Tuesday, 17 June 2014
'The Truth is a Cave in the Black Mountains’ – Neil Gaiman & Eddie Campbell (Headline)
With all the talk, just recently, being about ‘The Ocean at the End of the Lane’ I had totally forgotten that ‘The Truth is a Cave in the Black Mountains’ was due to be published in this format (until it came through the door that is, a nice surprise). I say this format as ‘The Truth’ has already seen the light of day as a short story, in ‘The Best Science Fiction and Fantasy of the Year Volume 5’, and a multi-media experience where a reading of the story is set to music and it’s all played out against the imagery that you will find in this edition. I knew none of that though (living in a genre bubble as I sometimes do) so my reading was like coming to this story for the first time.
A dwarf and his guide journey to the Misty Isle where it’s said that a cave, in the mountains, holds as much gold as a man can carry. Such gold can prove useful in these troubled times but is that the only reason why the dwarf seeks the cave? The truth lies within…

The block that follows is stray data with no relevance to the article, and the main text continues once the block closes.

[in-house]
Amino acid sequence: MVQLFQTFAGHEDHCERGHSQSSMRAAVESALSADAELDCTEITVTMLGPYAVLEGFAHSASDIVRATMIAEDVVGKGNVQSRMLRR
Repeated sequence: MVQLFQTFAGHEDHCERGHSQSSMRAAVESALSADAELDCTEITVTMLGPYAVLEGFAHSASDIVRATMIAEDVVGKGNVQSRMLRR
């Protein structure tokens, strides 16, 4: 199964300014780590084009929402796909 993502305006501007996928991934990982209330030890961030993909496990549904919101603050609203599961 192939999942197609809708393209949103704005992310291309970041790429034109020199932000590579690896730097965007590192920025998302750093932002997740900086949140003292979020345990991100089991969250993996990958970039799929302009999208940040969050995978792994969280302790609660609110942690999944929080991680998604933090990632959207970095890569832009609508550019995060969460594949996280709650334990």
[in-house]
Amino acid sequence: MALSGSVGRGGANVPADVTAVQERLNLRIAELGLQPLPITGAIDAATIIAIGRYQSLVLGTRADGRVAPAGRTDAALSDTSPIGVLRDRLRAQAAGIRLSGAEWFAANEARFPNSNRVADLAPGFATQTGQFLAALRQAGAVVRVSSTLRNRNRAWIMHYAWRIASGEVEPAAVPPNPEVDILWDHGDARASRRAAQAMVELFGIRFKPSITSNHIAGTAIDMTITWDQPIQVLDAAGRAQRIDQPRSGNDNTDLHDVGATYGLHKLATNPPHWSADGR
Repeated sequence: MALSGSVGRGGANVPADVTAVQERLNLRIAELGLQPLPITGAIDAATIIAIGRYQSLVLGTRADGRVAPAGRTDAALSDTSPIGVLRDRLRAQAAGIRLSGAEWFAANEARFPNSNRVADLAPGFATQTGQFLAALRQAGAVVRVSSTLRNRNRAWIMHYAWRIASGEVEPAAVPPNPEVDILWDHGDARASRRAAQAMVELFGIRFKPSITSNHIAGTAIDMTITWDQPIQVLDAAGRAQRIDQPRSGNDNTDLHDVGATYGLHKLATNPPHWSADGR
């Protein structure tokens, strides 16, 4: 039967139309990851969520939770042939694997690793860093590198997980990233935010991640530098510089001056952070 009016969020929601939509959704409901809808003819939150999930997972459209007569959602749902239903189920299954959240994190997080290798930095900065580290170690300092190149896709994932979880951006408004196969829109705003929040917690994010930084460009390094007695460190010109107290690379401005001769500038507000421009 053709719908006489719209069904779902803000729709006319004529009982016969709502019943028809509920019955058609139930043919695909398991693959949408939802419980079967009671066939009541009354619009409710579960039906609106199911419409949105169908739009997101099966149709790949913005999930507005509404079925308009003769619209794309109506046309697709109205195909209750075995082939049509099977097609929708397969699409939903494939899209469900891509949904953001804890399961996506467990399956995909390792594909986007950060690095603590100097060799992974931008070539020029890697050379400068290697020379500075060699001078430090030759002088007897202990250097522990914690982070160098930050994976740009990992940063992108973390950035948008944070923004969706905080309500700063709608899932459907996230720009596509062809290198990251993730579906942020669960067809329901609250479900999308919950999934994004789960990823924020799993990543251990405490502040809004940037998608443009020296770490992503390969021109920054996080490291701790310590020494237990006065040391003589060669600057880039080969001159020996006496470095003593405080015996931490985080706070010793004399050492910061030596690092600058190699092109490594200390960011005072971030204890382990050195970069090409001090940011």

The story itself looks very simple on the surface (starts off at A and heads straight to C by way of B) but Gaiman hides a lot of things in plain sight and you are not reading the story that you think you are. I mean you are, of course you are, but there’s a lot more to it and I guarantee that you will be reading the last few pages with a sense of wonder and quite a bit of awe that Gaiman not only told an enthralling tale but totally pulled the wool over your eyes at the same time. What our ‘hero’ sees in the cave just blows the story wide open and in all the right ways. If you’re anything like me, you will then go right back to the beginning and read the book all over again. A deceptively simple tale (with just enough of the Fae about it to add to the atmosphere without going into overkill) told against a stunning backdrop of bleakly beautiful Scottish countryside.
And that’s where Eddie Campbell comes in with illustrations so integrated with the plot that ‘Truth’ is as much his book as it is Gaimans. These illustrations don’t just complement the story, they are the story in places and it’s amazing to see that story jump in and out of the illustrations as things progress. Half the reason it took me so long to read ‘The Truth’ was that I found myself wanting to get as much as a I could out of the illustrations before I turned each page. The other reason? Some experiences are not meant to be rushed and ‘The Truth’ is one of those, definitely.